Eagle Scout candidate donates time, effort to aid UTMC cancer patients

June 21, 2010 | Features, UToday
By Josh Martin

Janelle Tipton and Will Crown hold one of the blankets he helped make for patients at the UTMC Cancer Center.

Janelle Tipton and Will Crown hold one of the blankets he helped make for patients at the UTMC Cancer Center.

Battling cancer can leave one feeling cold, both physically when undergoing chemotherapy in a chilly infusion suite, and emotionally. A number of cancer patients at UT Medical Center, though, recently received gifts designed to soften the experience by warming the body and heart.

Will Crown, an 18-year-old graduate of St. Francis DeSales High School and Boy Scout, organized an effort to make about 25 chemotherapy blankets that were wrapped around nondenominational prayers and donated to the UTMC Cancer Center in mid-April. The blankets were gifted to cancer patients there for use at the facility and at home.

“The Boy Scouts focus on leadership in the troop and community, and a big part of that is volunteerism. Ever since I joined the Boy Scouts, it has been a huge part of my life,” Crown said. “People see you doing good and a cycle starts where more people do the same.”

He added, “The immediate effects are maybe hard to see, but the real joy is in knowing that you changed somebody’s life in a positive way.”

Crown developed a budget, enlisted about a dozen volunteers from his high school as well as the Christ Presbyterian Church in Toledo, where he is a member, and his local Boy Scouts troop, and acquired donated material to make the blankets.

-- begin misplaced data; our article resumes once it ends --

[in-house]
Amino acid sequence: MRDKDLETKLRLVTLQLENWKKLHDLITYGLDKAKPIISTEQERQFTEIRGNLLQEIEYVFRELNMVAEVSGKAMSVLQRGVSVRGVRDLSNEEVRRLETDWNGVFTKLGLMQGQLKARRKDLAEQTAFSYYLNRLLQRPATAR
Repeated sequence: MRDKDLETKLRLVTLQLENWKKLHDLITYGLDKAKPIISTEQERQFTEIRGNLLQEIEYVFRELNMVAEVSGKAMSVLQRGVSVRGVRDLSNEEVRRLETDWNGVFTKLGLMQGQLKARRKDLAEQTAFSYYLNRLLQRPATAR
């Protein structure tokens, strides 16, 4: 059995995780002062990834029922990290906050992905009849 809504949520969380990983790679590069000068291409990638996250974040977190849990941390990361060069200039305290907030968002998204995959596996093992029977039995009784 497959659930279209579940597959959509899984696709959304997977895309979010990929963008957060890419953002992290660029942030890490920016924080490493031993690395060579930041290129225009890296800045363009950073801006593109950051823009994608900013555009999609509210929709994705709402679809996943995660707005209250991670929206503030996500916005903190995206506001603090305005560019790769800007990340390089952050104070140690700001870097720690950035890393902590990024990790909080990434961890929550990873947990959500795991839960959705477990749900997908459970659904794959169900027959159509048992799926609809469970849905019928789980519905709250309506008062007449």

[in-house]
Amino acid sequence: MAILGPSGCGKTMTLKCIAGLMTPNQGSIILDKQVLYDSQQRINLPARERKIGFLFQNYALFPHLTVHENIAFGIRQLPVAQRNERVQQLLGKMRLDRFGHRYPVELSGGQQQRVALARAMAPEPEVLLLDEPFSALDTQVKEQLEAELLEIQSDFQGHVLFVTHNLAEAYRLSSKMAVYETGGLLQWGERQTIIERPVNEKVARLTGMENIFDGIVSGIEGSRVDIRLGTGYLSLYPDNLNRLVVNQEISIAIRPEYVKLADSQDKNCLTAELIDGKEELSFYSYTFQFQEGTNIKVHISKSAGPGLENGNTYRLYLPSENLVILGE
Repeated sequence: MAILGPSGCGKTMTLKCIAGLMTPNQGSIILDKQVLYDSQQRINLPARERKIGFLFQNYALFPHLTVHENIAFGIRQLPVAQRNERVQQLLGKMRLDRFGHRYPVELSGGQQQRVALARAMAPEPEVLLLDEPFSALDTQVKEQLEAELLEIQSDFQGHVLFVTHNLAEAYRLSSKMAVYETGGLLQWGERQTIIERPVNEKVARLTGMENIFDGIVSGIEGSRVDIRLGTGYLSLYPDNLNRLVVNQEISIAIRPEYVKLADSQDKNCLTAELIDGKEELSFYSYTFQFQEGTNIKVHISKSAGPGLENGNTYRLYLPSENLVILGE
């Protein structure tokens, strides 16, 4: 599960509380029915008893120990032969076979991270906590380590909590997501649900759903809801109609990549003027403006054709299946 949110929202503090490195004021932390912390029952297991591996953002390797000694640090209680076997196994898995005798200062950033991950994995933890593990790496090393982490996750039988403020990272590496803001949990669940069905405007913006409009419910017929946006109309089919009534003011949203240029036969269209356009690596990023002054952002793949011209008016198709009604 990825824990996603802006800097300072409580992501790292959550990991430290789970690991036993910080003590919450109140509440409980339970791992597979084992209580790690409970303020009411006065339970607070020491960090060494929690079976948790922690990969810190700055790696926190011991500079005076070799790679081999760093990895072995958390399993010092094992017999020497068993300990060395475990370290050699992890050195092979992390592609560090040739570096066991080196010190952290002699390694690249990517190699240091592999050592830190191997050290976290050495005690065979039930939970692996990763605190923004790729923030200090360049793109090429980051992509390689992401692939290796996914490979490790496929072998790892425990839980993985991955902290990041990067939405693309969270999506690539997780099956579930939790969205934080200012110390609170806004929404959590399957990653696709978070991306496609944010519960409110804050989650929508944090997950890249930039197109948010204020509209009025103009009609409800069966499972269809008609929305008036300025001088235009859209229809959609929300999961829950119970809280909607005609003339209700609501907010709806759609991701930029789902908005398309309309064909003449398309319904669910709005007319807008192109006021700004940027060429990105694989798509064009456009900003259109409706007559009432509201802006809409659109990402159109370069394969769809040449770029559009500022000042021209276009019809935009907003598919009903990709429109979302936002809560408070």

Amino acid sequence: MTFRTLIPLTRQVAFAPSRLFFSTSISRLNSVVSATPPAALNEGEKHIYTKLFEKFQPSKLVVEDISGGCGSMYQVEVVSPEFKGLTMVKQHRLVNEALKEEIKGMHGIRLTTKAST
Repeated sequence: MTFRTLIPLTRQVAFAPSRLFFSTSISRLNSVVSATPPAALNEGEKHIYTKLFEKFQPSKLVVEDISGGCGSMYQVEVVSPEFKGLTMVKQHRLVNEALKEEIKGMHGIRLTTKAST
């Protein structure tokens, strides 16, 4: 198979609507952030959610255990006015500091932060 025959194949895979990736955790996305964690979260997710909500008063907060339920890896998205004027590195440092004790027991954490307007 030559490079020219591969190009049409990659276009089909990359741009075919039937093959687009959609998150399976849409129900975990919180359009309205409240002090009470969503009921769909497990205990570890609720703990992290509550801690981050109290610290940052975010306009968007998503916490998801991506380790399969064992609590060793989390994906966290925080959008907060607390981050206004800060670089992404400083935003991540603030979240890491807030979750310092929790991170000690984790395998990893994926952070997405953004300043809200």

Each blanket was made by a two-person team and took about 45 minutes to finish. Two different colors of fabric were used for each, making for a colorful wrap.

“It was a wonderful gift,” said Janice Cousino, a retired UTMC employee and recipient of one of the blankets. “The blanket was a comfort and a kindness, and I thought of the young man who made this for me, knowing that he had people like me in mind.”

The handmade nature of the blankets made them especially meaningful, she said.

Crown’s mother, Karen, works in health and hearing about her experiences with cancer patients is what inspired him.

“I heard about how their bodies are in a weakened state and get cold sometimes during chemotherapy, so the blankets seemed like a good way to offer emotional and physical comfort,” he said.

He selected the UTMC Cancer Center as the distribution location to impact his immediate community.

This endeavor was Crown’s Eagle Scout project. The venture was approved by his local Boy Scout troop and the American Cancer Society.

Janelle Tipton, an oncology clinical nurse specialist at UTMC, helped coordinate the effort between Crown and the cancer society because the organization needed to approve the project for him to proceed. She also aided in identifying patient recipients of the blankets and in distribution.

“His idea of helping patients with cancer was also a kind gesture for a young high school boy,” Tipton said. “Patients who have already received blankets have been pleased with this gift.”

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